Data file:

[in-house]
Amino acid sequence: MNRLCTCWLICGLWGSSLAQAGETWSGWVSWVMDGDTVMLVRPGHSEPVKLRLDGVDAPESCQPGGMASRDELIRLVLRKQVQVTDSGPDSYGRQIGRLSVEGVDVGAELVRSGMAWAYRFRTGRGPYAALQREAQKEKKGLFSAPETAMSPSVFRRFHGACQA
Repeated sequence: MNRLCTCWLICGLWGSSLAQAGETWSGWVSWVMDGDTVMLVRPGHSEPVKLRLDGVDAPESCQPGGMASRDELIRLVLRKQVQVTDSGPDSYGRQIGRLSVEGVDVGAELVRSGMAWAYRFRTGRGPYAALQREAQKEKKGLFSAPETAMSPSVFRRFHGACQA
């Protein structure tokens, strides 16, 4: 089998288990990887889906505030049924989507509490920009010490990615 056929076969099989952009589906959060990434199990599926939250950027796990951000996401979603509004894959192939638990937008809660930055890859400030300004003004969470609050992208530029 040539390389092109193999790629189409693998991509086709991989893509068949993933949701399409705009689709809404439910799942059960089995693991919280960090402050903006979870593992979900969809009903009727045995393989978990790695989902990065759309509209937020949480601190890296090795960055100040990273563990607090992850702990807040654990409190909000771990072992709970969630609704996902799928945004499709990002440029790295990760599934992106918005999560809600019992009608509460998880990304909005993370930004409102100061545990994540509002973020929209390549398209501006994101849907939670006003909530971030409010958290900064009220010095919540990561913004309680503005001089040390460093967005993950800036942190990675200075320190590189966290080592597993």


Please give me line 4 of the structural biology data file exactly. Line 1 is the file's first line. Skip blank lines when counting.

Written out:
């Protein structure tokens, strides 16, 4: 089998288990990887889906505030049924989507509490920009010490990615 056929076969099989952009589906959060990434199990599926939250950027796990951000996401979603509004894959192939638990937008809660930055890859400030300004003004969470609050992208530029 040539390389092109193999790629189409693998991509086709991989893509068949993933949701399409705009689709809404439910799942059960089995693991919280960090402050903006979870593992979900969809009903009727045995393989978990790695989902990065759309509209937020949480601190890296090795960055100040990273563990607090992850702990807040654990409190909000771990072992709970969630609704996902799928945004499709990002440029790295990760599934992106918005999560809600019992009608509460998880990304909005993370930004409102100061545990994540509002973020929209390549398209501006994101849907939670006003909530971030409010958290900064009220010095919540990561913004309680503005001089040390460093967005993950800036942190990675200075320190590189966290080592597993």